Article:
Greek pensioners on average lived on 96 percent of the salary they had when they worked, more than twice the proportion of earnings as Germans, according to the Organization for Economic Cooperation and Development last year.

“The politicians were using their ‘clients,’ meaning the voters, to gain power and the ‘clients’ would put up with the situation to secure the family income,” said Tsakiris. “This is the way the public sector has been working all those years.”

Pitched Tents

The protest on Syntagma Square has escalated since May 26 into a permanent demonstration with more than 100 tents pitched outside the parliament. On weekends, families mix with students and union groups. Police said the largest rally was on June 5, when 50,000 people gathered.

Almost 68 percent of Greeks support the action, according to a poll by the Statistics Department of the Athens-based University of Economics and Businesses between June 10 and June 17 in the area of Attica, which includes Athens, and Central Macedonia, where the second city of Thessaloniki is located.

Municipal worker Koutsogiannis’s complaint is that he will get 600 to 700 euros a month in retirement after 40 years in work while a politician gets a “fat pension,” he said.

Greek members of parliament are entitled to a lifetime pension of at least 1,000 euros a month after having served for two terms, or eight years, according to Athanasios Papaioannou, general secretary of the parliament. While lawmakers have taken a 25 percent pay cut, they still have drivers, leased cars, bodyguards and immunity from prosecution.

Blaming Politicians

“All these years our government didn’t work for us,” said Maria Boulis, 23 and unemployed. “We have to have a government that cares about us, not for their own profit.”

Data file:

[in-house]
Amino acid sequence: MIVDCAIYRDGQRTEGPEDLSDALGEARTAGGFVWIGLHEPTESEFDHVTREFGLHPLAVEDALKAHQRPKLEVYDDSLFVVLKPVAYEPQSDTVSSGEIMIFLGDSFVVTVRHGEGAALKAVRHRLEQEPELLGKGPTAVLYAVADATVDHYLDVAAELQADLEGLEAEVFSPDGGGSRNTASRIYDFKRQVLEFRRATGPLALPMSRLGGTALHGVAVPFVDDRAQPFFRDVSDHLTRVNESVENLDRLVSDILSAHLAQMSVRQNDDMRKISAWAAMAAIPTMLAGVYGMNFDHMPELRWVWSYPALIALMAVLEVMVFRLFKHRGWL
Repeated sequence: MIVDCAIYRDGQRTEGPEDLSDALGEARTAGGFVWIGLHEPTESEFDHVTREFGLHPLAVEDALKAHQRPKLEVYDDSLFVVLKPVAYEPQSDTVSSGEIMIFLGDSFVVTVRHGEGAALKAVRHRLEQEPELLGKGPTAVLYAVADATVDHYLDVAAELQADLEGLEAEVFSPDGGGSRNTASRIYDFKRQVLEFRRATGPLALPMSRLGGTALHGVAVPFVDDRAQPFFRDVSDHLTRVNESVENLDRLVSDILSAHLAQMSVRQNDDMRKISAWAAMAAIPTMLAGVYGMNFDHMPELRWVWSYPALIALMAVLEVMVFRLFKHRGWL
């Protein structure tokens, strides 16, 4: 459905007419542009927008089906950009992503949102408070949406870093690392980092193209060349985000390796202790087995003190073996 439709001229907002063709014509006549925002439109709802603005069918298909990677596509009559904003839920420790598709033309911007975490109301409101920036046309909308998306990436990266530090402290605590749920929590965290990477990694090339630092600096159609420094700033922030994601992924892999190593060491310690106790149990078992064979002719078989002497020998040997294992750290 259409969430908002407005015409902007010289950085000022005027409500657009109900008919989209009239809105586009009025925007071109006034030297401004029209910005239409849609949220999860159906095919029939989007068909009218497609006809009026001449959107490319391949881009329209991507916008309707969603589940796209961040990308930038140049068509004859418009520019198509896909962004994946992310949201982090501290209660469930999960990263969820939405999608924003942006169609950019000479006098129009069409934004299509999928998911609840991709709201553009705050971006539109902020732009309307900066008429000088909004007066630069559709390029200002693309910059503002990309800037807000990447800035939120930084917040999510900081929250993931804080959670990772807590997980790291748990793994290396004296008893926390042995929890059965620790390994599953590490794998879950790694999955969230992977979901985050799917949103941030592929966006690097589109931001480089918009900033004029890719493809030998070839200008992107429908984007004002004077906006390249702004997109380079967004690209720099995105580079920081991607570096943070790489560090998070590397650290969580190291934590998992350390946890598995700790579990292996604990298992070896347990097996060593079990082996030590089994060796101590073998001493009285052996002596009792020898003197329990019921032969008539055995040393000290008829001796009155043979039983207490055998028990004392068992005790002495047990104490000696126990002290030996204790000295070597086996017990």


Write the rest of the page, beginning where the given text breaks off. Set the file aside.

The gripe is echoed across Syntagma Square, where people blame the 300 lawmakers for the economic crisis and lament the dynastic nature of Greek politics.

The two biggest political parties, Pasok and New Democracy, have been switching places in government since the military dictatorship. Papandreou is the son of Pasok founder Andreas Papandreou, while his predecessor, Konstantinos Karamanlis, is the nephew of the founder of his party.

“The two big parties in Greece for a long time are looking out only for their own personal profit,” Yiannis Aivaliatos, 56, an environmental technician who attended protests at Syntagma on June 21 as Papandreou, 59, faced a confidence vote in parliament he later won. “We believe something new will be born from this gathering of the people.”

New Politics?

Papandreou plans a referendum on the Greek political system, including removing the immunity from “criminal responsibility” that applies to members of parliament.

“On top of our priorities is a new constitution, intelligible for all citizens,” Papandreou said on June 19. He said changes will be made in the way parliament is run, the number of members, ministerial remits, party financing and the election and justice systems.

In the meantime, Papandreou is focusing on trying to unite his Pasok deputies behind the austerity package in parliament. He replaced Finance Minister George Papaconstantinou with Venizelos in an effort to shore up support after two of his lawmakers quit parliament on June 17.

Styliatis, the former ambulance driver who has demonstrated in Syntagma Square since May 26, is urging Pasok, traditionally supported by the unions, to vote against the plan. He reckons Greece should walk away from its debt and go back to the drachma because Papandreou is “selling out” to foreign interests.

“People must not leave the square,” he said. “This road that they have put us on leads nowhere. The debt we have now is shameful. It is mostly interest that we are paying to bankers and that must be stopped.”

--With assistance from Maria Petrakis in Athens. Editors: Rodney Jefferson, John Fraher

To contact the reporters on this story: Tom Stoukas in Athens at astoukas@bloomberg.net; Eleni Chrepa in Athens at echrepa@bloomberg.net

To contact the editor responsible for this story: John Fraher at jfraher@bloomberg.net